POLICE have been called to Chester Cathedral 20 times in the past 18 months to deal with a host of incidents from suspicious packages to violence and harassment.

The diocese employs its own Constables to guard the cathedral precincts in a common law tradition that dates back to the 13th Century.

They have certain powers within the boundaries of the site – but must call on Cheshire Constabulary when criminal offences are suspected.

A request under the Freedom of Information Act reveals that since April 2017 the following incidents have been recorded:

Concern for safety – 3 incidents

Police generated response – 3

Missing person – 2

Suspicious activity – 2

Violence/ harassment/ threat to life – 2

Nuisance anti-social behaviour – 2

Pre-planned events – 2

Suspicious package – 1

Personal antisocial behaviour – 1

Collapse/ illness/ injury/ trapped – 1

Crime – 1

There are currently four Cathedral Constables in Chester, including Chris Jones who is both operations manager and Head Constable.

He was appointed in December 2011 to lead a small team to maintain security and keep good order within the cathedral and its precincts.

Chris was joined by three former officers from Cheshire Special Constabulary who became cathedral constables in 2017.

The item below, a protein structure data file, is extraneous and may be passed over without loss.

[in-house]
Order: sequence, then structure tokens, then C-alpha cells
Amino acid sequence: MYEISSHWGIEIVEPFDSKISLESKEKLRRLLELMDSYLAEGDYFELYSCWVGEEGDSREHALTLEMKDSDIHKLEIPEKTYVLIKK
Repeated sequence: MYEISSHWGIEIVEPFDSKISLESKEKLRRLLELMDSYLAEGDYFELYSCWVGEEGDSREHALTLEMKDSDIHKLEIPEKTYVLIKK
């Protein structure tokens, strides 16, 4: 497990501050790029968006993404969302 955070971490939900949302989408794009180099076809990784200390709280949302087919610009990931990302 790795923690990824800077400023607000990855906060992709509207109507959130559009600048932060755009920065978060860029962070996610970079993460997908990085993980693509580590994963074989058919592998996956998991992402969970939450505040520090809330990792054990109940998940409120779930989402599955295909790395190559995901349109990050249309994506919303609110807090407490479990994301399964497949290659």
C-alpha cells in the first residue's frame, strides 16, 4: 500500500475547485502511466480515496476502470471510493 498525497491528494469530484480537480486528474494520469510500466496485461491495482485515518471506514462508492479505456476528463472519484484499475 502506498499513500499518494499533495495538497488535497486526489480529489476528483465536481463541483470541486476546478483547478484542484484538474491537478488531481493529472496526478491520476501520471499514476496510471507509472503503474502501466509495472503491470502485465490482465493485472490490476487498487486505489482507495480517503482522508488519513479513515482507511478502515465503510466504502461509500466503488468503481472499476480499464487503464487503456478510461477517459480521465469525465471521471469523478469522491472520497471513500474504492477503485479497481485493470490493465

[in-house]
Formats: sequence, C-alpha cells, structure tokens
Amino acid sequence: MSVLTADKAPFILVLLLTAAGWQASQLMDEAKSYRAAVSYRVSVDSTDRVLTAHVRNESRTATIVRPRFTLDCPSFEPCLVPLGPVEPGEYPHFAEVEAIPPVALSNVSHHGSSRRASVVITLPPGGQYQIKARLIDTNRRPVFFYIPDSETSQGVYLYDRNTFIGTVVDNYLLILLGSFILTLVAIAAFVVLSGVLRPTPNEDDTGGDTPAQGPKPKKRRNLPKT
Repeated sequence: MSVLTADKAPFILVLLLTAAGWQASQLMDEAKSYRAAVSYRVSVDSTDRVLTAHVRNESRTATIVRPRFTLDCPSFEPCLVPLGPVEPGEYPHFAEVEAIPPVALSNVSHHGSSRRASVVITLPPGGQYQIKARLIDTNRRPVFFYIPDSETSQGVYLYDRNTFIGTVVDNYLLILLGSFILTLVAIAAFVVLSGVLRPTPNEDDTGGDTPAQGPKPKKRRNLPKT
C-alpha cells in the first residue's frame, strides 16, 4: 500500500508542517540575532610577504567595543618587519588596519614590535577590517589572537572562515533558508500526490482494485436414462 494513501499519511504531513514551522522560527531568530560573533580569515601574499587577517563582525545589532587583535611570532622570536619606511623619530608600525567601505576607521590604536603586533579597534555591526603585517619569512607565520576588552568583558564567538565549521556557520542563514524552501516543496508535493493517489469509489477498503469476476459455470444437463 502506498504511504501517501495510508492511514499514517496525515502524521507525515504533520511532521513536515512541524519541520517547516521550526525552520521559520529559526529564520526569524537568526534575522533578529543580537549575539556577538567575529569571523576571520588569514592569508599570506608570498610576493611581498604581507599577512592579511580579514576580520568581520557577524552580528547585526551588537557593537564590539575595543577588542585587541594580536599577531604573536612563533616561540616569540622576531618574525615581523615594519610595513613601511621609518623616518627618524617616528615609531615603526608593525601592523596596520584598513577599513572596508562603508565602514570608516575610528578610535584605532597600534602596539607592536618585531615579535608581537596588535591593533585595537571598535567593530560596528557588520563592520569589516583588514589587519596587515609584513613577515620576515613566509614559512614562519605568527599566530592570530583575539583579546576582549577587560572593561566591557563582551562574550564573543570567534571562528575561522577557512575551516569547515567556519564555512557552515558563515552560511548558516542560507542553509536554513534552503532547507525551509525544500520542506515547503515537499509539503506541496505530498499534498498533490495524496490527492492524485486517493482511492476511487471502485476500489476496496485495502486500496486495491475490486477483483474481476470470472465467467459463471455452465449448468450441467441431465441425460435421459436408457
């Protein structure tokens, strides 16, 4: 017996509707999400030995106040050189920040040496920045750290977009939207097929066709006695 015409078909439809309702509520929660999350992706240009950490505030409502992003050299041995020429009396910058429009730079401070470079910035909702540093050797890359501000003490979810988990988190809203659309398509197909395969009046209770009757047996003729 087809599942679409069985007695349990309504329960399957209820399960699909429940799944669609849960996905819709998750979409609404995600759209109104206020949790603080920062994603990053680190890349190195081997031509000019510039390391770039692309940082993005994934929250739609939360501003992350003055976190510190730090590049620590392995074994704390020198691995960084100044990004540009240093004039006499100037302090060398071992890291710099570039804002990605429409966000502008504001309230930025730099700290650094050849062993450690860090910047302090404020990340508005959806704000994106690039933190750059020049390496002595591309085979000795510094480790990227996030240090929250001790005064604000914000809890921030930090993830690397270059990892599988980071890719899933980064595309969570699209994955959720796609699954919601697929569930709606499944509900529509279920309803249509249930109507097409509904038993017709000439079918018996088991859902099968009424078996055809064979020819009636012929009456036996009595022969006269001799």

There are four Cathedrals in England which employ constables to keep watch - Canterbury, York, Liverpool, and Chester.

The Cathedral Constables website states: “Constables are few in number, around 50 in England. But they are trained, well resourced, and skilled in ensuring the Cathedrals they serve, their communities, worshippers, and visitors, are kept safe and secure.”

They wear blue/white chequered cap bands and a crowned cap badge, carry batons, and are authorised to use “reasonable force” to carry out their duties.

The Standard spoke to Chris earlier this year about the problems with antisocial behaviour in and around the cathedral.

Issues are often caused by homeless people who use the spacious grounds as a place to congregate and take drugs.

He recounted one incident of a man who had stripped down to his underpants to wade into the pond and retrieve money people had thrown in.

Another man found sleeping in the knave told people he was “armed and dangerous”, which could have ended in an armed police response.

“We don't stop anyone coming into our building unless they've been violent or aggressive to the staff,” Chris said.

Drug use in the public toilets was also a “constant battle”, he added.

Contractors have suffered needle injuries and on one occasion a group of school children got a shock when they found a box of needles.

“Some people are sympathetic to the building but there are others who just throw the sharps straight into the nappy bins,” Chris said.

People passed out in gardens after taking drugs such as Spice has also become a problem and it was not uncommon for Cathedral Constables to have to call for ambulances.